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Johnny Coleman

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ENTERTAINMENT
September 2, 1992 | LEAH OLLMAN
The pungent smell of a burning city remains in Johnny Coleman's memory, months after the violence that erupted in Los Angeles following the acquittal of four police officers accused of beating motorist Rodney King. It is this smell, this musty, mournful odor that first sobers the visitor to Coleman's new installation at the David Zapf Gallery. "Ruminations," as the installation is titled, reminds us that we are still in the smoky aftermath of those late-April events.
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ENTERTAINMENT
September 24, 1994 | LEAH OLLMAN, SPECIAL TO THE TIMES
Over the summer, Johnny Coleman placed an ad in several California newspapers calling for stories from the railroad, from porters, redcaps and travelers. It doesn't normally work that way with Coleman--a formal solicitation inviting a specific response.
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ENTERTAINMENT
September 24, 1994 | LEAH OLLMAN, SPECIAL TO THE TIMES
Over the summer, Johnny Coleman placed an ad in several California newspapers calling for stories from the railroad, from porters, redcaps and travelers. It doesn't normally work that way with Coleman--a formal solicitation inviting a specific response.
ENTERTAINMENT
September 2, 1992 | LEAH OLLMAN
The pungent smell of a burning city remains in Johnny Coleman's memory, months after the violence that erupted in Los Angeles following the acquittal of four police officers accused of beating motorist Rodney King. It is this smell, this musty, mournful odor that first sobers the visitor to Coleman's new installation at the David Zapf Gallery. "Ruminations," as the installation is titled, reminds us that we are still in the smoky aftermath of those late-April events.
ENTERTAINMENT
November 4, 1991 | KENNETH HERMAN, SPECIAL TO THE TIMES
A younger American composer once described the late Virgil Thomson's music as "enduring, hard, and polished as the Methodist church pew upon which his forebears must have sat." Attending a performance of Thomson's opera "The Mother of Us All" adds another meaning to the "hard church pew" characterization. This tribute to suffragette leader Susan B. Anthony seen through the feminist ideology and quirky prose of librettist Gertrude Stein calls for the patience of well-practiced pew-sitting.
ENTERTAINMENT
February 27, 1991
Two immensely powerful installations are now on view at the Southwestern College Art Gallery (900 Otay Lakes Road) under the collective title, "Blood is Thicker." To enter each environment is to step into a living memory, a realm ripe with tenderness, pain, suffering and inspiration. Slightly dampened peat moss covers the floor of Johnny Coleman's installation, "City/Country/City: Song for David." The cushioned ground inspires slower movement, hushed actions, heightened senses.
ENTERTAINMENT
April 13, 1991 | LEAH OLLMAN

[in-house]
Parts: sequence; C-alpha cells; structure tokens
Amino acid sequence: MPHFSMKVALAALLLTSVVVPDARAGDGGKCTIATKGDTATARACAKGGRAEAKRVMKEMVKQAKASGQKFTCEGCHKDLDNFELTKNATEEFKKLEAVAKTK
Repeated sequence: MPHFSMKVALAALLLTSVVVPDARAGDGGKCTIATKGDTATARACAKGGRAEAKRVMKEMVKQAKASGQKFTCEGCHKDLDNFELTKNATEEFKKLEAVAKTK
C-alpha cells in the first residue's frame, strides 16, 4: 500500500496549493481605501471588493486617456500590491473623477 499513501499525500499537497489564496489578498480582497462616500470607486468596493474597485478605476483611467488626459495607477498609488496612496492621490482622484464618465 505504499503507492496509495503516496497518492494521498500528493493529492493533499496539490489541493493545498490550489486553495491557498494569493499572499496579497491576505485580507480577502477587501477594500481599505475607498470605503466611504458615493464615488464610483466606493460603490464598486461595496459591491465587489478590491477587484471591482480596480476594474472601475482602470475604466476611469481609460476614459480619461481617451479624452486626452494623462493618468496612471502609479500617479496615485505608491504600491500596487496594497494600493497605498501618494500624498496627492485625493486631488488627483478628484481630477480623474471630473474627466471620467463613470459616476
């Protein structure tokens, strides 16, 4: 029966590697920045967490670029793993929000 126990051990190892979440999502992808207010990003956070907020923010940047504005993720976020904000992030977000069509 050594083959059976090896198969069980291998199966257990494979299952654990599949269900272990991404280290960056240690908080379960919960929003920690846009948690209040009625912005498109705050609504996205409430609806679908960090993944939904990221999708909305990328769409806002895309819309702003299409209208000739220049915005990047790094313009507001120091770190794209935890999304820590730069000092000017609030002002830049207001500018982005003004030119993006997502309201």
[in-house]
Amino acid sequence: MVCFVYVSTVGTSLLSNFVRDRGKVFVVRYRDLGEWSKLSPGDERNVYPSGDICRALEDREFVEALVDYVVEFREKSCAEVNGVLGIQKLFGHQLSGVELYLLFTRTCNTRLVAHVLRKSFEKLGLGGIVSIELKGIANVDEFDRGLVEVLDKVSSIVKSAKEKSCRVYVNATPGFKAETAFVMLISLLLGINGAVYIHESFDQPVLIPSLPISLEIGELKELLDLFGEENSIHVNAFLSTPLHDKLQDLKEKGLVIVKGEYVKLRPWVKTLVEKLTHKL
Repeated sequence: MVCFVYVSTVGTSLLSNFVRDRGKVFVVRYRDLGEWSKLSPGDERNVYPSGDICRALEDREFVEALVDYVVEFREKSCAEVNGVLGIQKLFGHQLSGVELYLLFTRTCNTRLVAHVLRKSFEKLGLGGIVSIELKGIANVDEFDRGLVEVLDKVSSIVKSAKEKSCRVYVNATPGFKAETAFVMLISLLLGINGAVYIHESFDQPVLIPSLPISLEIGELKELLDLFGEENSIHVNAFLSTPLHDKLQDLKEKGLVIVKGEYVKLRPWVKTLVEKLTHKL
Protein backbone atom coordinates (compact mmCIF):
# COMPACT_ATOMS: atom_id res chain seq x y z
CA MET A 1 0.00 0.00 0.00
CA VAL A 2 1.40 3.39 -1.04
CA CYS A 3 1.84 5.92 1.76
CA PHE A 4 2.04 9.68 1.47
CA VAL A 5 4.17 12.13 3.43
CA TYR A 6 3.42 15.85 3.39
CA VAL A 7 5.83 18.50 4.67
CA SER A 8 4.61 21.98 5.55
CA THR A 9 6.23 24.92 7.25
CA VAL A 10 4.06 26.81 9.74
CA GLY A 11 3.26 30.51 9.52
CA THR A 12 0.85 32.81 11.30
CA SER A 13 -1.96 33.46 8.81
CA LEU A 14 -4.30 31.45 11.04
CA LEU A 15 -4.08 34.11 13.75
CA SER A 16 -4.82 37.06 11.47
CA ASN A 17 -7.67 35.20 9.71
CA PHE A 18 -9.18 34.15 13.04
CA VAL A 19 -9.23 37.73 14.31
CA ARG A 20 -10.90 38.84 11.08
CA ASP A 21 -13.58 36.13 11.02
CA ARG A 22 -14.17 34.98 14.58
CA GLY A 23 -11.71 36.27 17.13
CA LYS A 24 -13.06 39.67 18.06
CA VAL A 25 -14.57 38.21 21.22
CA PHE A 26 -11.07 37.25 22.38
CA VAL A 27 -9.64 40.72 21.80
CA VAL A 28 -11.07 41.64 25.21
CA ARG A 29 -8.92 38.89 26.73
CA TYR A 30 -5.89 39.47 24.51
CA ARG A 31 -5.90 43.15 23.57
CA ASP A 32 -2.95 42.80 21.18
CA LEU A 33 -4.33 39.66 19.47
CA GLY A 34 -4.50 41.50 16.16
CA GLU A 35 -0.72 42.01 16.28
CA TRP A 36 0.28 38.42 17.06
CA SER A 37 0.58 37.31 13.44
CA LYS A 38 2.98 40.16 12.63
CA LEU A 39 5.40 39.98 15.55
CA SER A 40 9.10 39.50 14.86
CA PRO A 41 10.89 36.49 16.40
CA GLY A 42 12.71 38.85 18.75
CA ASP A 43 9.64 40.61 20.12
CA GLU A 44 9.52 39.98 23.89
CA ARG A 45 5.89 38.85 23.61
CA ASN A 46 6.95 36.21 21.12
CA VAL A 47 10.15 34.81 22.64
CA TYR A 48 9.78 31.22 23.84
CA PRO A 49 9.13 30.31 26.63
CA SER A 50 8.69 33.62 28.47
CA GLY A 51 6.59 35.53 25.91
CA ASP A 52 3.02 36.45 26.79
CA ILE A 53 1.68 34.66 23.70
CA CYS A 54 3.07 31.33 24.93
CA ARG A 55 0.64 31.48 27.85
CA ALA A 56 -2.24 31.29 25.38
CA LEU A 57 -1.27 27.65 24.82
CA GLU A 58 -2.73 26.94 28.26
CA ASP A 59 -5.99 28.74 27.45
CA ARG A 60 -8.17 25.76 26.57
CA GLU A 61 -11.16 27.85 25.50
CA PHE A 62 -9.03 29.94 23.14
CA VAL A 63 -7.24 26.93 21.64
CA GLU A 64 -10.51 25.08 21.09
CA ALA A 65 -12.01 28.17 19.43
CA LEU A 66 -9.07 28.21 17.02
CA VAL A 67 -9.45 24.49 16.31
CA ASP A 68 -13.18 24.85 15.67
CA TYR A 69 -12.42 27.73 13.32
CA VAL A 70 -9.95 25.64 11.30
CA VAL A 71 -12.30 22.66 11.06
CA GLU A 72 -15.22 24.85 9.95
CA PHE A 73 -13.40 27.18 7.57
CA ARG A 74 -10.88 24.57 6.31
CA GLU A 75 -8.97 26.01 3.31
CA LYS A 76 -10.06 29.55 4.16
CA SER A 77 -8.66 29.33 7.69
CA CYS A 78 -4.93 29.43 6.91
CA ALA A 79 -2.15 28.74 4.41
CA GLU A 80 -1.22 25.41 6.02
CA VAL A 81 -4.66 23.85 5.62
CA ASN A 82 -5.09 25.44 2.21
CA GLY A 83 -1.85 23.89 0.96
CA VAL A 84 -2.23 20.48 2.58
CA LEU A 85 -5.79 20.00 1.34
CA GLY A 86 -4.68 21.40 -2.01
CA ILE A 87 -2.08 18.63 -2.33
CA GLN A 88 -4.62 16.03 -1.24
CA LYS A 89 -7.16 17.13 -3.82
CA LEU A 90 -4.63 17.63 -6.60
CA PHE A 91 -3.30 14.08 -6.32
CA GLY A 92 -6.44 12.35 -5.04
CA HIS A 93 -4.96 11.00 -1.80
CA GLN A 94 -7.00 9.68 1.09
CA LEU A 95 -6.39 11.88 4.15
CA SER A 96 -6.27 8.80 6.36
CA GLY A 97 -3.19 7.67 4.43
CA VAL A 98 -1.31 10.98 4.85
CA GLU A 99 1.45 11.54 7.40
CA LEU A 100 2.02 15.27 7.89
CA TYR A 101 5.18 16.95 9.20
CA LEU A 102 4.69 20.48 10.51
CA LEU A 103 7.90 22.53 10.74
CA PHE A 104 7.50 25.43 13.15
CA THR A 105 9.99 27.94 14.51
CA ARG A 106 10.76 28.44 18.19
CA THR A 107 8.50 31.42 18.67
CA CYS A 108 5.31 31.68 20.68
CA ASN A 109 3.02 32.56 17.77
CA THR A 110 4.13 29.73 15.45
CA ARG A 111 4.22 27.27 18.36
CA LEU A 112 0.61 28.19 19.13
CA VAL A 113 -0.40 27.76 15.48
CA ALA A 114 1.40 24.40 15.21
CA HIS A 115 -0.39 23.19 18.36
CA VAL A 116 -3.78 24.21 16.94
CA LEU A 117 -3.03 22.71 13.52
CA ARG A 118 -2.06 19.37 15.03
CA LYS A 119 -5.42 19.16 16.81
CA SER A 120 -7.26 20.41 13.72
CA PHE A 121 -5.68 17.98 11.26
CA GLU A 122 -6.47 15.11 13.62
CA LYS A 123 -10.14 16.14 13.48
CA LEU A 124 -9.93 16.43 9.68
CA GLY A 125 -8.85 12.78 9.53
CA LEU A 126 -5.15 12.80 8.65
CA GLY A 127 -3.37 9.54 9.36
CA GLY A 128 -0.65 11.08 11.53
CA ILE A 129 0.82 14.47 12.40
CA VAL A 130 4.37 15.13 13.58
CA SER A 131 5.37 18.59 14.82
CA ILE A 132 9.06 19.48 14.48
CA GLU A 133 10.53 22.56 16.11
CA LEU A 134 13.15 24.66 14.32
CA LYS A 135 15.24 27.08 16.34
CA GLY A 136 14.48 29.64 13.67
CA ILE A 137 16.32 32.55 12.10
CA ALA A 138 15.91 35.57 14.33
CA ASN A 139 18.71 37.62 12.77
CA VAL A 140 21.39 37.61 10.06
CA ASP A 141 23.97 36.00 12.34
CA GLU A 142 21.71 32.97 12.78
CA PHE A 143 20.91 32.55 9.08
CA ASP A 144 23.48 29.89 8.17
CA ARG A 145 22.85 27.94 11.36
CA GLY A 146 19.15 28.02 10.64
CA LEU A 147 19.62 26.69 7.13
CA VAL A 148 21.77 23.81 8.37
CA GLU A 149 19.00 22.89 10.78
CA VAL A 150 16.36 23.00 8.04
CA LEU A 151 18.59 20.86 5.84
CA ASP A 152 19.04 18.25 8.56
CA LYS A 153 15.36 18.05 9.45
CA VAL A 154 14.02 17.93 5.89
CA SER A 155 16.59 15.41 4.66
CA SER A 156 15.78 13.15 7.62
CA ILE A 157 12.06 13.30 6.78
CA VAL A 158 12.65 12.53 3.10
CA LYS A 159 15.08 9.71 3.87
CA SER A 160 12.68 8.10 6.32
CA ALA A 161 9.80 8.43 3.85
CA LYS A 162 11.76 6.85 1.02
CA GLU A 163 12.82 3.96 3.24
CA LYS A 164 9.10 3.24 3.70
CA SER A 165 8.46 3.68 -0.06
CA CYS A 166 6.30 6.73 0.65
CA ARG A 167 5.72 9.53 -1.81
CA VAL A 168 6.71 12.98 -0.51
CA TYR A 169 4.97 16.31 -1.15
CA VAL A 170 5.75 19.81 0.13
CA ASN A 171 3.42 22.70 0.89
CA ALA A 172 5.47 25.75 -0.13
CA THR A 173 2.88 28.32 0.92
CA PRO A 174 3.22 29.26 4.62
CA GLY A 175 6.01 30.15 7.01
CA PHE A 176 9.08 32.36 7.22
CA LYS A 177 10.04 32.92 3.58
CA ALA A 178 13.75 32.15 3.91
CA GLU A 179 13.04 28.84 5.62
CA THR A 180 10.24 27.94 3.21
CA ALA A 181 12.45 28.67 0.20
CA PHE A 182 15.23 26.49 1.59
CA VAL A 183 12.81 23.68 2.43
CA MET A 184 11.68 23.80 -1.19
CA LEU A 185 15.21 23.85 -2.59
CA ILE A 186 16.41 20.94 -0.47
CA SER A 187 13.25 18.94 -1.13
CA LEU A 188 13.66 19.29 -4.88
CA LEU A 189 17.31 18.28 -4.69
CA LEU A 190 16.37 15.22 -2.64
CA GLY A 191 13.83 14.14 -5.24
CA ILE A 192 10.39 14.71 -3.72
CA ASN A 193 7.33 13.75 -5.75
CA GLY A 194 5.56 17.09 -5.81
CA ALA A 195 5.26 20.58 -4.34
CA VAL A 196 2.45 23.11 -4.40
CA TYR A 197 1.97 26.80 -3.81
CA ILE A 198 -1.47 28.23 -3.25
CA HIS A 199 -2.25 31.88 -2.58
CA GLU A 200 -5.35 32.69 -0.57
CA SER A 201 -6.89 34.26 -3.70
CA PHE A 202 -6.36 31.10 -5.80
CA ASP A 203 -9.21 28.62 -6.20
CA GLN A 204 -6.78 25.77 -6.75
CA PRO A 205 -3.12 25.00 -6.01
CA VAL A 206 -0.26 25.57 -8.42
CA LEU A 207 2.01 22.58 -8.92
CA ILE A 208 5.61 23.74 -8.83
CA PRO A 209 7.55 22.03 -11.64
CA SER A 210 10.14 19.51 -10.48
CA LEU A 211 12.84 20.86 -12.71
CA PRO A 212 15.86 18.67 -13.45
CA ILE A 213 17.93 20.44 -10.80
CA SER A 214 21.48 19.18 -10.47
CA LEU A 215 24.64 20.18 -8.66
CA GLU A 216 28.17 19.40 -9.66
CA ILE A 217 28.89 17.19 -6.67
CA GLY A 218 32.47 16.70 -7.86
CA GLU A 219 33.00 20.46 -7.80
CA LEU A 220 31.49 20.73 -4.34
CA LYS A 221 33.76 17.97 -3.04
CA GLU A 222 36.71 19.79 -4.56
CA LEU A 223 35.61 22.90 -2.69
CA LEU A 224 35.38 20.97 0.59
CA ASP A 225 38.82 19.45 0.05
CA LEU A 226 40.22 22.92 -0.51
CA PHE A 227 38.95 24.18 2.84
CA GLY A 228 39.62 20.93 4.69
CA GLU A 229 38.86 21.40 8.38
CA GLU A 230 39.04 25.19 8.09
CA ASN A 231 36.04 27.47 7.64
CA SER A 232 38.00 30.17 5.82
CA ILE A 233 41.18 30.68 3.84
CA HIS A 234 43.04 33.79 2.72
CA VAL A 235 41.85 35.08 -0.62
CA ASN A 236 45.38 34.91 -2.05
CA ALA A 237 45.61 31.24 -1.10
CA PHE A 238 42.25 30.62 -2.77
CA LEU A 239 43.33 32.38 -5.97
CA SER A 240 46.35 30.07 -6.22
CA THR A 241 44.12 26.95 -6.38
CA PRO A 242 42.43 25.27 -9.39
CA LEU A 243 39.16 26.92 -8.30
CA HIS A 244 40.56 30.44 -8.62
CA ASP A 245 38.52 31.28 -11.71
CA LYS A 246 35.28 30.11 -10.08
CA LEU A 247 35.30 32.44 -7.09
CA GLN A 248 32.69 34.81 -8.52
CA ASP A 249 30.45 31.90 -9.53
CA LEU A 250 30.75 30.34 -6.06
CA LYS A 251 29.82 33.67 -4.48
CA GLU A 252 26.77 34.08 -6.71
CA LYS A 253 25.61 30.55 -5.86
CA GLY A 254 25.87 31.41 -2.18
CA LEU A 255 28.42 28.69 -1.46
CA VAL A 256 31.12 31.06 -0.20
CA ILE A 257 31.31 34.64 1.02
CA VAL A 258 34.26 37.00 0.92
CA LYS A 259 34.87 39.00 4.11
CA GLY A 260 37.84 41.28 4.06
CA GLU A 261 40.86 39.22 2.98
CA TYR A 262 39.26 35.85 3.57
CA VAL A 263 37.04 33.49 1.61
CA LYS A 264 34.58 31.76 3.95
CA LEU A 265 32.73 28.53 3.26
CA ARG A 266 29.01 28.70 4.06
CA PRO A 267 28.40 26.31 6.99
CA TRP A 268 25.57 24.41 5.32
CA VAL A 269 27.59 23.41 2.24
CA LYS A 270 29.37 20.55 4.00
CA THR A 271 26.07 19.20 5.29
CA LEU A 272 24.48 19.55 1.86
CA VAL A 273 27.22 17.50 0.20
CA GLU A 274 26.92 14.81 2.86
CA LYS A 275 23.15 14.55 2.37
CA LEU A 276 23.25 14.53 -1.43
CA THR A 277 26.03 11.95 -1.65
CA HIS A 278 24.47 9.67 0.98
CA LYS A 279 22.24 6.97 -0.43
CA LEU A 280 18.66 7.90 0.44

Even at their weaker moments, shows by the Border Art Workshop/ Taller de Arte Fronterizo are impossible to dismiss. The group's annual "Border Realities" shows at the Centro Cultural de la Raza in Balboa Park have always exuded uncanny energy, astute awareness, anger and an ambition to change the unwieldy policies and unfortunate attitudes governing the U.S. border with Mexico.
ENTERTAINMENT
April 10, 1991 | LEAH OLLMAN
Even at their weaker moments, shows by the Border Art Workshop/ Taller de Arte Fronterizo are impossible to dismiss. The group's annual "Border Realities" shows at the Centro Cultural de la Raza in Balboa Park have always exuded uncanny energy, astute awareness, anger and an ambition to change the unwieldy policies and unfortunate attitudes governing the U.S. border with Mexico.
ENTERTAINMENT
October 2, 1991 | LEAH OLLMAN
America's blood pressure soared to a violent high upon Iraq's recent seizure of Kuwait. And Americans continue a volatile debate over Israel's settlement of territories won in wars. But strangely, perversely, perhaps even tragically, it fails to make headlines that the Americans writing and reading such news also reside on land originally occupied by force.
ENTERTAINMENT
October 1, 1994 | CHRISTOPHER KNIGHT, TIMES ART CRITIC
Against a backdrop of the sleek, sterile plaza of the Centro Cultural, artist Marcos Ramirez has built and furnished a one-room shanty from scraps of wood and found bits of corrugated metal. The shanty is authentic to the last detail of a small black-and-white TV dimly illuminating the dusty, shabbily furnished interior.
ENTERTAINMENT
September 5, 1992 | LEAH OLLMAN, SPECIAL TO THE TIMES
Installation Gallery never really died, but it's been reborn again and again. Since its founding in 1981, the alternative, nonprofit gallery has dug shallow roots in several downtown spaces, shaped visions for the future under the leadership of several different directors and gone through long, stagnant periods with no visibility at all. In its latest incarnation, Installation appears fresh, alive and aware of its own limitations.
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